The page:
Neanderthals Weren’t Humans’ Only Mating Partners. Meet the Denisovans.

2

By Charles Q. Choi

The mysterious extinct human lineage known as the Denisovans may have interbred with modern humans in at least two separate waves, a new study finds.

The discovery suggests a more diverse evolutionary history than previously thought between Denisovans and modern humans.

Although modern humans are now the only human lineage left alive, others not only lived alongside modern humans, but even interbred with them, leaving behind DNA in the modern human genome. Such lineages not only included the Neanderthals, the closest extinct relatives of modern humans, but also the mysterious Denisovans, known only from molars and a finger bone unearthed in the Denisova Cave in the Altai Mountains in Siberia.

Previous research found that while Denisovans shared a common origin with Neanderthals, they were nearly as genetically distinct from Neanderthals as Neanderthals were from modern humans. Prior work also found Denisovans contributed DNA to several modern human groups — about 5 percent of their DNA to the genomes of people in Oceania, and about 0.2 percent to the genomes of mainland Asians and Native Americans.

Continue reading by clicking the name of the source below.

2 COMMENTS

  1. @OP – Previous research found that while Denisovans shared a common origin with Neanderthals,
    they were nearly as genetically distinct from Neanderthals as Neanderthals were from modern humans.
    Prior work also found Denisovans contributed DNA to several modern human groups — about 5 percent of their DNA to the genomes of people in Oceania,
    and about 0.2 percent to the genomes of mainland Asians and Native Americans.

    We can see from genetics, that there were hybrids in ancestral species of Homo, as well as the mainstream Homo sapiens line directly out of Africa.

    https://www.bbc.co.uk/news/science-environment-45271644

    Cave girl was half Neanderthal, half Denisovan

    Once upon a time, two early humans of different ancestry met at a cave in Russia.

    Some 50,000 years later, scientists have confirmed that they had a daughter together.

    DNA extracted from bone fragments found in the cave show the girl was the offspring of a Neanderthal mother and a Denisovan father.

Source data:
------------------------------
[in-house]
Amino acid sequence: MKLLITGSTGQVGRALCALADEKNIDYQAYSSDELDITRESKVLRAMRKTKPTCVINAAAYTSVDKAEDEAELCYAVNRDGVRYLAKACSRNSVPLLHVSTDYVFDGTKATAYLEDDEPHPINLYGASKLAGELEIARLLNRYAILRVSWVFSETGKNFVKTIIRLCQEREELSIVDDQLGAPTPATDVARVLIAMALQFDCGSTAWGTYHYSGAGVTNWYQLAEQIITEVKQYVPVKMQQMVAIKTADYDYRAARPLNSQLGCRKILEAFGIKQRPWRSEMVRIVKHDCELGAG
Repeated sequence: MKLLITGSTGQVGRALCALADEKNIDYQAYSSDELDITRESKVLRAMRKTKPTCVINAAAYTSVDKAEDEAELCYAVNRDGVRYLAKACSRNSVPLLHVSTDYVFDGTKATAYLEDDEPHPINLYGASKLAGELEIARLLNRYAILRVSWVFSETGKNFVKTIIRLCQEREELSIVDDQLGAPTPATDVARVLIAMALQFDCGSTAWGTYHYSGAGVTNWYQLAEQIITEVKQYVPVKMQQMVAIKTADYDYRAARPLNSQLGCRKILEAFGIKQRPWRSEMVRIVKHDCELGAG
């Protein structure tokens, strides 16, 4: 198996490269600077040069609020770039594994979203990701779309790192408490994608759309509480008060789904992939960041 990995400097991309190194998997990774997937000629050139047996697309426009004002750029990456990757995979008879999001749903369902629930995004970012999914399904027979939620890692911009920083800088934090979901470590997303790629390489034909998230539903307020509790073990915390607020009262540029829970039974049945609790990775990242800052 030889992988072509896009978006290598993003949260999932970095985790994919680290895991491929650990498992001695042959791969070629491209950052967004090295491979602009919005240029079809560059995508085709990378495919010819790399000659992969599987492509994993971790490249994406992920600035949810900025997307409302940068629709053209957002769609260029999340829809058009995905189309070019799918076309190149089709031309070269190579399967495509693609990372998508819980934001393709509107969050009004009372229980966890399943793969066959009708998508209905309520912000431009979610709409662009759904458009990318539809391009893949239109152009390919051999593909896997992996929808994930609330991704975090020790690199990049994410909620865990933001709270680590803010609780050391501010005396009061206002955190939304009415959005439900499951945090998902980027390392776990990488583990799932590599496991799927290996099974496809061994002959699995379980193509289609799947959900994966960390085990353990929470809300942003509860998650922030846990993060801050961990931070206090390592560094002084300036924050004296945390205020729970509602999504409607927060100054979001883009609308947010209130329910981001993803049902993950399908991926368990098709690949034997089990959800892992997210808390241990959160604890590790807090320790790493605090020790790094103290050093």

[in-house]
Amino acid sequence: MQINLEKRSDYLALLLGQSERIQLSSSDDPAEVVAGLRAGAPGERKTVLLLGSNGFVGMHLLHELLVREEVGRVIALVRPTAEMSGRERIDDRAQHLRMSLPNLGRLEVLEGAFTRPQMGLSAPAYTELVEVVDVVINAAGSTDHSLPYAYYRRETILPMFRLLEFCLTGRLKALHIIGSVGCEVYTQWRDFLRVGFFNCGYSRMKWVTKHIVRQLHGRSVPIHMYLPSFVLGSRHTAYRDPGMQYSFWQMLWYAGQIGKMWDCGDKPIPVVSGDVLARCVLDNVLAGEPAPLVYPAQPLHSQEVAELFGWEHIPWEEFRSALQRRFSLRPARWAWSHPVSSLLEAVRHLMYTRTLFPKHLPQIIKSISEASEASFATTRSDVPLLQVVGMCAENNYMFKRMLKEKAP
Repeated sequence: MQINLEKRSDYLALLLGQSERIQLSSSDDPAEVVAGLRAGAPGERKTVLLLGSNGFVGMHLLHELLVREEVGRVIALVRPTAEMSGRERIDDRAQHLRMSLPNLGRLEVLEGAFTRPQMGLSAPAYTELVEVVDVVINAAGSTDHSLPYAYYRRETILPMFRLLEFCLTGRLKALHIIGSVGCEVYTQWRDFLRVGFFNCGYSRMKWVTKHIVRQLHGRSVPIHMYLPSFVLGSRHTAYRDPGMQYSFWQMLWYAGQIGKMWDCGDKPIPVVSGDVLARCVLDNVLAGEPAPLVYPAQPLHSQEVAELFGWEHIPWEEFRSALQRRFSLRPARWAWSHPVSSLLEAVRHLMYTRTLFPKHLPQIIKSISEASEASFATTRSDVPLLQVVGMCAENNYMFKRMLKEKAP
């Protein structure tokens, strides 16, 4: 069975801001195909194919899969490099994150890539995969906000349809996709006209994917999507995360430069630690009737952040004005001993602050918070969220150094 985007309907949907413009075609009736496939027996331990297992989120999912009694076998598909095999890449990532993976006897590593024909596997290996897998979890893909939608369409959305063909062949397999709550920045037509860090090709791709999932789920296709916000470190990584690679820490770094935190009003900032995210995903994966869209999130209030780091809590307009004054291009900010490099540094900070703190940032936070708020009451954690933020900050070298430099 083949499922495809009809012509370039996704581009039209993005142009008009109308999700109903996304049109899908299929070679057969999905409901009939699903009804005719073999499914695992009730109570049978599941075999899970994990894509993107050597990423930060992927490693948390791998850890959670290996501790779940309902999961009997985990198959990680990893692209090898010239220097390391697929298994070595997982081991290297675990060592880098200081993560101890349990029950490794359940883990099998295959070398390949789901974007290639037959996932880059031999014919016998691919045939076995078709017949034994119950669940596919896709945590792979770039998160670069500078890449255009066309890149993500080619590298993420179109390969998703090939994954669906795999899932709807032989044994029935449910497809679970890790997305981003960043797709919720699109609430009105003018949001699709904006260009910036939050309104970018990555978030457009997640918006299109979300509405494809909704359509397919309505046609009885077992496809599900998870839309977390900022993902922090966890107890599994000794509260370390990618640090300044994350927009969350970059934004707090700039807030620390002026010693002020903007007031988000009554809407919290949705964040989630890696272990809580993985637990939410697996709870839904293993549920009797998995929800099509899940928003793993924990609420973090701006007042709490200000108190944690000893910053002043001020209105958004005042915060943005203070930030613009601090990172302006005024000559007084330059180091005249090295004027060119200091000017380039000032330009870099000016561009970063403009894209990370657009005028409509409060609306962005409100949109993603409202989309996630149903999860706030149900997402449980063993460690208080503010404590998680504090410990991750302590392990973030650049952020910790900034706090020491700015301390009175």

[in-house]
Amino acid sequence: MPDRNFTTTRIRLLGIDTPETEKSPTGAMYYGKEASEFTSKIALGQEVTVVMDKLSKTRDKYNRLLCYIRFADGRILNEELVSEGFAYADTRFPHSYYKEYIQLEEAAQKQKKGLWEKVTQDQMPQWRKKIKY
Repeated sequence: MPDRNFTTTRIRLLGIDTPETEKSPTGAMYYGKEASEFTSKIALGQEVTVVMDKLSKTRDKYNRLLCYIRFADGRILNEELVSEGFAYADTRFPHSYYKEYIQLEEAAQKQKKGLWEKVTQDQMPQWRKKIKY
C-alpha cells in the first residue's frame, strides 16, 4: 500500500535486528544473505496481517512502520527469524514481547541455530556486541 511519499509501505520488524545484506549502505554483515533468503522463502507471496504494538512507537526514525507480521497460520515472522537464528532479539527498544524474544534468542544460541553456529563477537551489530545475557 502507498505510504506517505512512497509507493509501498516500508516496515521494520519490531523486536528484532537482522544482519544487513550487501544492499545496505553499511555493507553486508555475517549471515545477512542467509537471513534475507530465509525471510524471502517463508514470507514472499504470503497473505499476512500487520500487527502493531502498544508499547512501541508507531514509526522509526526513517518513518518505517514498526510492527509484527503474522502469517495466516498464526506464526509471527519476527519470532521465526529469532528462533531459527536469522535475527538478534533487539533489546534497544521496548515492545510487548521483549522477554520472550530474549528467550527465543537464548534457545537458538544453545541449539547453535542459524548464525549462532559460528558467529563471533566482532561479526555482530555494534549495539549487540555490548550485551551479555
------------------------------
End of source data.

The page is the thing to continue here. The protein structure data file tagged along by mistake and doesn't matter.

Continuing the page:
The discovery, reported in Nature, gives a rare insight into the lives of our closest ancient human relatives.

    Neanderthals and Denisovans were humans like us, but belonged to different species.

    “We knew from previous studies that Neanderthals and Denisovans must have occasionally had children together,” says Viviane Slon, researcher at the Max Planck Institute for Evolutionary Anthropology (MPI-EVA) in Leipzig, Germany.

    “But I never thought we would be so lucky as to find an actual offspring of the two groups.”

    The fact the genes have been passed down the generations shows that interbreeding must have happened.

    However, the only known site where fossil evidence of both Denisovans and Neanderthals has been found is at Denisova cave in the Altai Mountains of Siberia.

    And very few – less than 20 – so-called archaic humans (those belonging to species other than our own, Homo sapiens) have had their genomes sequenced.

    Genetic tests also revealed that the Denisovan father had at least one Neanderthal ancestor further back in his family tree.

  2. Alan4discussion #1
    Aug 23, 2018 at 6:18 am

    Neanderthals and Denisovans were humans like us, but belonged to different species.

    The fact the genes have been passed down the generations shows that interbreeding must have happened.

    Two different species that interbreed. So maybe not separate species? Subspecies?

Leave a Reply

This site uses Akismet to reduce spam. Learn how your comment data is processed.